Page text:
To call this process I have described a revolution is, to use Mr. Hobsbawm’s own phrase, “to devalue language.” The basic goals of the government are the Western concepts of progress and economic development. For the lower and middle segments of the non-Indian peoples, it may mean more access to American style consumer products. For the Indian, it means more alienation. His non-Western experience is not only being ignored in the mad dash to “develop,” it is being ruthlessly destroyed. As the Quechua story of the Inkari tells, when the dismembered body of the assassinated Inca comes back together, the Indian peoples will rise up and regain control over their land and their destiny. Until that day there can be no revolution in Peru.
[The writer asks that his name be withheld.]
E.J Hobsbawm replies:
The writer of this letter and I clearly do not talk the same language. I believe his use of the term “neo-colonialism” to be fuzzy, meaningless, or plain wrong. I cannot understand his use of the term “Indian” which veers from one possible criterion to another: in the widest sense (i.e., that used to define black North Americans) probably more than his 60 to 70 percent of Peruvians are Indian; in the sense of those living under “indigenous institutions” such as the “peasant [formerly “indigenous”] communities” probably less than 20 percent were even ten years ago. His brief references to history are misleading and unacceptable, and his view that the “concept of peasant economy” is somehow “Western,” incomprehensible. So let us try to establish a common universe of discourse.
First, about the policy of the Peruvian government, which is propagating the glories of the Inca past, of Indian rebels like Tupac Amaru, and of Indian virtues with great enthusiasm, and actually planning schooling in the Quechua language. Whatever the gap between rhetoric and reality and between plans and realizations, what it is clearly not trying to do is to abolish the Indians as Indians.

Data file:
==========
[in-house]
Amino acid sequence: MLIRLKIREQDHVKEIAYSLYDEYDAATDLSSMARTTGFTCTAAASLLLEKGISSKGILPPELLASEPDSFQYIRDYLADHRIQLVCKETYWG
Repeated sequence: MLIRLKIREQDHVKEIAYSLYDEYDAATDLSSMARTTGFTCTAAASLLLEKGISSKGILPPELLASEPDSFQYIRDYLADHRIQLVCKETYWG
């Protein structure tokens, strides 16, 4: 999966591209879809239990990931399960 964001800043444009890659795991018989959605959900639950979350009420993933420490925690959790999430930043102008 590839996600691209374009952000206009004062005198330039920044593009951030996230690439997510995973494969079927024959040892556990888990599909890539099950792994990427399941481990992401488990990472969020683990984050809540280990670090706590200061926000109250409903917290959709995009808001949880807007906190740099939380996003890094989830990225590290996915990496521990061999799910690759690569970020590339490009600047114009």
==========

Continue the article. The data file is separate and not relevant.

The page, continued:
The director of the Office of Communities (himself an Indian) is actually, if I understand his policy, trying to reverse the process of class differentiation which has made considerable progress within the communities, and one wishes him luck. I do not myself believe that a policy of treating Indians as men and citizens just like anyone else is in some way a neo-colonialist plot, though it may have other drawbacks; but the Peruvian policy cannot be adequately described as assimilationism in this sense.
Second, about the prospects of the Indians’ traditional way of life, which is incidentally, to speak economically and socially, very much more comparable to that of non-Indian communally organized peasants than this writer seems to think. It clearly retains far more strength in Peru than in, say, Mexico, and it would be deplorable if the future development of the country, and especially the highlands, were to bypass and destroy it rather than to build upon it. All the more deplorable as simple urbanization is not a satisfactory solution for the problems of the Third World.
But the fact is that this way of life has been changing and breaking down rapidly, perhaps in many regions irreversibly, and that the majority of Peruvians will soon be or are already urban. The traditional highland way of peasant life is not an adequate guide to what is already Peruvian reality, and simple preservation or reversal is not an adequate program. However powerful the cultural influence of the Indians in the future Peru, and however effective the blending of their characteristic and traditional way of life with the new social environment, it will not re-create the past. Except as a figure of speech “the dismembered body of the assassinated Inca” will not be reassembled. (These statements do not apply to the Amazonian Indians, who have little to do with the Quechua and Aymara speakers of the highlands).
However, I agree with this writer—and have said so—that “the mad dash to develop” will not solve the Indian problem, that this problem remains to be solved, and that, until the Peruvian people, whether communally organized Indians or not, take an active part in the transformation of their country, we cannot speak of the Peruvian Revolution as having taken place.